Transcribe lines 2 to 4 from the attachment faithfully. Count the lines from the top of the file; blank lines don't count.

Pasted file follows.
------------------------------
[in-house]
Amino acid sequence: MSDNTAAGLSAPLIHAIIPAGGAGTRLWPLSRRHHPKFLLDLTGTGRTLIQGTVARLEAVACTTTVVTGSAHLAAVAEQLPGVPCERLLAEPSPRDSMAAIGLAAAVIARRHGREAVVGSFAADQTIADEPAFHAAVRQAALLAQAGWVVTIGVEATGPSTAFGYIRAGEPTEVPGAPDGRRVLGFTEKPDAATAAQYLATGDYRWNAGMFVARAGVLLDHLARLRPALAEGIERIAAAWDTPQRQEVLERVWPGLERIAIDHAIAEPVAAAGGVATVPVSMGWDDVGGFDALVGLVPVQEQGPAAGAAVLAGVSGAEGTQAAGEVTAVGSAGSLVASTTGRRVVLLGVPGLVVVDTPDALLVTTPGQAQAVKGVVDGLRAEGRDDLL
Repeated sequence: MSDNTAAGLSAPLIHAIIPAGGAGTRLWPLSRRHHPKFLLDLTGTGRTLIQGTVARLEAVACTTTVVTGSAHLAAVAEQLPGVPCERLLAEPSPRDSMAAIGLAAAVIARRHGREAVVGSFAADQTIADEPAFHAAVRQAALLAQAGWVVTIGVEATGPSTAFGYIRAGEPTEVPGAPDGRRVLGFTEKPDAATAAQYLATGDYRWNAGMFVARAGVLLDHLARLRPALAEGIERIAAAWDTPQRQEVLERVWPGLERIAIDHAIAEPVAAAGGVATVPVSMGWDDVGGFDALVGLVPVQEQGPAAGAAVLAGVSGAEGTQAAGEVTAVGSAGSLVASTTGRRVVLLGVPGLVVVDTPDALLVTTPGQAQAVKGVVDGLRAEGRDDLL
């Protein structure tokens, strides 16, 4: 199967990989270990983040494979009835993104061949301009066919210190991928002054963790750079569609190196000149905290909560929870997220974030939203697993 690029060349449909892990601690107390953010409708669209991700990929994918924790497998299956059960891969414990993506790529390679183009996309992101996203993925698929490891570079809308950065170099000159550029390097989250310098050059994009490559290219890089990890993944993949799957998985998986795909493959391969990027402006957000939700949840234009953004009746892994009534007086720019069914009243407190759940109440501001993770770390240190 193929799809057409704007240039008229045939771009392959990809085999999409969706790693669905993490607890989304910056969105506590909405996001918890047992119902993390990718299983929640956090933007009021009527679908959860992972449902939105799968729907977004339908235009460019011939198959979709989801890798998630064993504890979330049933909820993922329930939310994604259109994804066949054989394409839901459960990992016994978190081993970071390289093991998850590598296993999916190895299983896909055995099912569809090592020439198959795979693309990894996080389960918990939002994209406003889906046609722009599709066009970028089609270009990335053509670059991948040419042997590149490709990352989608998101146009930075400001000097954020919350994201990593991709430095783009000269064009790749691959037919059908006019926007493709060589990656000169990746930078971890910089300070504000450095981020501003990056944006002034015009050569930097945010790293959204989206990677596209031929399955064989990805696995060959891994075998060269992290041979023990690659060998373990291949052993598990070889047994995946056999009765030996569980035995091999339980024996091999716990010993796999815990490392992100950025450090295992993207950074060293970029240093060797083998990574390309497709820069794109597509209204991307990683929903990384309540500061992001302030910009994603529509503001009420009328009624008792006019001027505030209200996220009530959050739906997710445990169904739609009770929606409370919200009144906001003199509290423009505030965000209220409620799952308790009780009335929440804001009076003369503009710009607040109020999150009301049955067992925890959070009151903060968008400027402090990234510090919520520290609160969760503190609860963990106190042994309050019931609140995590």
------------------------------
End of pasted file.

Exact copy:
Amino acid sequence: MSDNTAAGLSAPLIHAIIPAGGAGTRLWPLSRRHHPKFLLDLTGTGRTLIQGTVARLEAVACTTTVVTGSAHLAAVAEQLPGVPCERLLAEPSPRDSMAAIGLAAAVIARRHGREAVVGSFAADQTIADEPAFHAAVRQAALLAQAGWVVTIGVEATGPSTAFGYIRAGEPTEVPGAPDGRRVLGFTEKPDAATAAQYLATGDYRWNAGMFVARAGVLLDHLARLRPALAEGIERIAAAWDTPQRQEVLERVWPGLERIAIDHAIAEPVAAAGGVATVPVSMGWDDVGGFDALVGLVPVQEQGPAAGAAVLAGVSGAEGTQAAGEVTAVGSAGSLVASTTGRRVVLLGVPGLVVVDTPDALLVTTPGQAQAVKGVVDGLRAEGRDDLL
Repeated sequence: MSDNTAAGLSAPLIHAIIPAGGAGTRLWPLSRRHHPKFLLDLTGTGRTLIQGTVARLEAVACTTTVVTGSAHLAAVAEQLPGVPCERLLAEPSPRDSMAAIGLAAAVIARRHGREAVVGSFAADQTIADEPAFHAAVRQAALLAQAGWVVTIGVEATGPSTAFGYIRAGEPTEVPGAPDGRRVLGFTEKPDAATAAQYLATGDYRWNAGMFVARAGVLLDHLARLRPALAEGIERIAAAWDTPQRQEVLERVWPGLERIAIDHAIAEPVAAAGGVATVPVSMGWDDVGGFDALVGLVPVQEQGPAAGAAVLAGVSGAEGTQAAGEVTAVGSAGSLVASTTGRRVVLLGVPGLVVVDTPDALLVTTPGQAQAVKGVVDGLRAEGRDDLL
């Protein structure tokens, strides 16, 4: 199967990989270990983040494979009835993104061949301009066919210190991928002054963790750079569609190196000149905290909560929870997220974030939203697993 690029060349449909892990601690107390953010409708669209991700990929994918924790497998299956059960891969414990993506790529390679183009996309992101996203993925698929490891570079809308950065170099000159550029390097989250310098050059994009490559290219890089990890993944993949799957998985998986795909493959391969990027402006957000939700949840234009953004009746892994009534007086720019069914009243407190759940109440501001993770770390240190 193929799809057409704007240039008229045939771009392959990809085999999409969706790693669905993490607890989304910056969105506590909405996001918890047992119902993390990718299983929640956090933007009021009527679908959860992972449902939105799968729907977004339908235009460019011939198959979709989801890798998630064993504890979330049933909820993922329930939310994604259109994804066949054989394409839901459960990992016994978190081993970071390289093991998850590598296993999916190895299983896909055995099912569809090592020439198959795979693309990894996080389960918990939002994209406003889906046609722009599709066009970028089609270009990335053509670059991948040419042997590149490709990352989608998101146009930075400001000097954020919350994201990593991709430095783009000269064009790749691959037919059908006019926007493709060589990656000169990746930078971890910089300070504000450095981020501003990056944006002034015009050569930097945010790293959204989206990677596209031929399955064989990805696995060959891994075998060269992290041979023990690659060998373990291949052993598990070889047994995946056999009765030996569980035995091999339980024996091999716990010993796999815990490392992100950025450090295992993207950074060293970029240093060797083998990574390309497709820069794109597509209204991307990683929903990384309540500061992001302030910009994603529509503001009420009328009624008792006019001027505030209200996220009530959050739906997710445990169904739609009770929606409370919200009144906001003199509290423009505030965000209220409620799952308790009780009335929440804001009076003369503009710009607040109020999150009301049955067992925890959070009151903060968008400027402090990234510090919520520290609160969760503190609860963990106190042994309050019931609140995590």